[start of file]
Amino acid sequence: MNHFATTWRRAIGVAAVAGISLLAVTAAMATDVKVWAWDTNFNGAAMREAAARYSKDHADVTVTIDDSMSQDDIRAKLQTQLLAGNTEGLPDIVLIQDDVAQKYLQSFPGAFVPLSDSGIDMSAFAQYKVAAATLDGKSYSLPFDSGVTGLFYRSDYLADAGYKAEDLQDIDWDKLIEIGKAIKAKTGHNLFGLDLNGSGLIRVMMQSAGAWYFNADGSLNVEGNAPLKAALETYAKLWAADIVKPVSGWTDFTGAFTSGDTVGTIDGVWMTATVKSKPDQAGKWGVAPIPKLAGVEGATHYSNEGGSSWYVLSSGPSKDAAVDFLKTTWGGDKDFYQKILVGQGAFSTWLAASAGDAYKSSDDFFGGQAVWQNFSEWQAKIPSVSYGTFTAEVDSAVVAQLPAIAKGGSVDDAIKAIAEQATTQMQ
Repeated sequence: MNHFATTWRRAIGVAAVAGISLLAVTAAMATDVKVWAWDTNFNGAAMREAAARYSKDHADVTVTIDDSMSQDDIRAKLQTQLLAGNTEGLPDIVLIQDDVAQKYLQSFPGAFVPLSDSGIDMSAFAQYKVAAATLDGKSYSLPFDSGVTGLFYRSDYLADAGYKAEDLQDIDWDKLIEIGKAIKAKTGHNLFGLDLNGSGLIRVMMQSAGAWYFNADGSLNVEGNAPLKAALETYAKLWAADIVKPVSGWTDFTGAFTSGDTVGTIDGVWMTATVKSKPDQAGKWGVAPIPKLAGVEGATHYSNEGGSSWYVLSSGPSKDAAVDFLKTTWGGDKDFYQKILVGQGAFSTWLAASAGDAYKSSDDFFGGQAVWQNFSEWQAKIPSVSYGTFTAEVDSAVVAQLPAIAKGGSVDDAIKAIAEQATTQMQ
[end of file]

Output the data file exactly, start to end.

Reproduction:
Amino acid sequence: MNHFATTWRRAIGVAAVAGISLLAVTAAMATDVKVWAWDTNFNGAAMREAAARYSKDHADVTVTIDDSMSQDDIRAKLQTQLLAGNTEGLPDIVLIQDDVAQKYLQSFPGAFVPLSDSGIDMSAFAQYKVAAATLDGKSYSLPFDSGVTGLFYRSDYLADAGYKAEDLQDIDWDKLIEIGKAIKAKTGHNLFGLDLNGSGLIRVMMQSAGAWYFNADGSLNVEGNAPLKAALETYAKLWAADIVKPVSGWTDFTGAFTSGDTVGTIDGVWMTATVKSKPDQAGKWGVAPIPKLAGVEGATHYSNEGGSSWYVLSSGPSKDAAVDFLKTTWGGDKDFYQKILVGQGAFSTWLAASAGDAYKSSDDFFGGQAVWQNFSEWQAKIPSVSYGTFTAEVDSAVVAQLPAIAKGGSVDDAIKAIAEQATTQMQ
Repeated sequence: MNHFATTWRRAIGVAAVAGISLLAVTAAMATDVKVWAWDTNFNGAAMREAAARYSKDHADVTVTIDDSMSQDDIRAKLQTQLLAGNTEGLPDIVLIQDDVAQKYLQSFPGAFVPLSDSGIDMSAFAQYKVAAATLDGKSYSLPFDSGVTGLFYRSDYLADAGYKAEDLQDIDWDKLIEIGKAIKAKTGHNLFGLDLNGSGLIRVMMQSAGAWYFNADGSLNVEGNAPLKAALETYAKLWAADIVKPVSGWTDFTGAFTSGDTVGTIDGVWMTATVKSKPDQAGKWGVAPIPKLAGVEGATHYSNEGGSSWYVLSSGPSKDAAVDFLKTTWGGDKDFYQKILVGQGAFSTWLAASAGDAYKSSDDFFGGQAVWQNFSEWQAKIPSVSYGTFTAEVDSAVVAQLPAIAKGGSVDDAIKAIAEQATTQMQ